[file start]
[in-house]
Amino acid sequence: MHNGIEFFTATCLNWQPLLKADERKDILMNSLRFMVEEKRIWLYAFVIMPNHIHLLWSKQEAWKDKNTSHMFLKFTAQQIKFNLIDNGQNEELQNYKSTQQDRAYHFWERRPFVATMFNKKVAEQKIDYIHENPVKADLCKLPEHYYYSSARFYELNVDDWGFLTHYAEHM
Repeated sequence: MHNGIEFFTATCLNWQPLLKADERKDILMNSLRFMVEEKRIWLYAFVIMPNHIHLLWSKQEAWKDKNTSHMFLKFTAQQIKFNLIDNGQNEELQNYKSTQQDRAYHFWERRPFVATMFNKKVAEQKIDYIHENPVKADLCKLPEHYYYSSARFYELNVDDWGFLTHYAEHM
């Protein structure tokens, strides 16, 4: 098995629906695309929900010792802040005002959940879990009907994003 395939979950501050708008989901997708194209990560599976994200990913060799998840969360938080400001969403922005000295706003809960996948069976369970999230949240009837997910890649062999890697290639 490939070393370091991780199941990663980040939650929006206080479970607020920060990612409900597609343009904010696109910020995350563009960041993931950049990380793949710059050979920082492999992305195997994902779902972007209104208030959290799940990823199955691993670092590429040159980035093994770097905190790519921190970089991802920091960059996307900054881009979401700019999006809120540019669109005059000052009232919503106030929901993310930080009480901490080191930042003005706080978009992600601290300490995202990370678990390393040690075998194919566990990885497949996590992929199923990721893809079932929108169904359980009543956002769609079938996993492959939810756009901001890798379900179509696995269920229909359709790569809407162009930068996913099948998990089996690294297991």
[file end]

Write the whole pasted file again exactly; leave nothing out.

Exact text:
[in-house]
Amino acid sequence: MHNGIEFFTATCLNWQPLLKADERKDILMNSLRFMVEEKRIWLYAFVIMPNHIHLLWSKQEAWKDKNTSHMFLKFTAQQIKFNLIDNGQNEELQNYKSTQQDRAYHFWERRPFVATMFNKKVAEQKIDYIHENPVKADLCKLPEHYYYSSARFYELNVDDWGFLTHYAEHM
Repeated sequence: MHNGIEFFTATCLNWQPLLKADERKDILMNSLRFMVEEKRIWLYAFVIMPNHIHLLWSKQEAWKDKNTSHMFLKFTAQQIKFNLIDNGQNEELQNYKSTQQDRAYHFWERRPFVATMFNKKVAEQKIDYIHENPVKADLCKLPEHYYYSSARFYELNVDDWGFLTHYAEHM
């Protein structure tokens, strides 16, 4: 098995629906695309929900010792802040005002959940879990009907994003 395939979950501050708008989901997708194209990560599976994200990913060799998840969360938080400001969403922005000295706003809960996948069976369970999230949240009837997910890649062999890697290639 490939070393370091991780199941990663980040939650929006206080479970607020920060990612409900597609343009904010696109910020995350563009960041993931950049990380793949710059050979920082492999992305195997994902779902972007209104208030959290799940990823199955691993670092590429040159980035093994770097905190790519921190970089991802920091960059996307900054881009979401700019999006809120540019669109005059000052009232919503106030929901993310930080009480901490080191930042003005706080978009992600601290300490995202990370678990390393040690075998194919566990990885497949996590992929199923990721893809079932929108169904359980009543956002769609079938996993492959939810756009901001890798379900179509696995269920229909359709790569809407162009930068996913099948998990089996690294297991």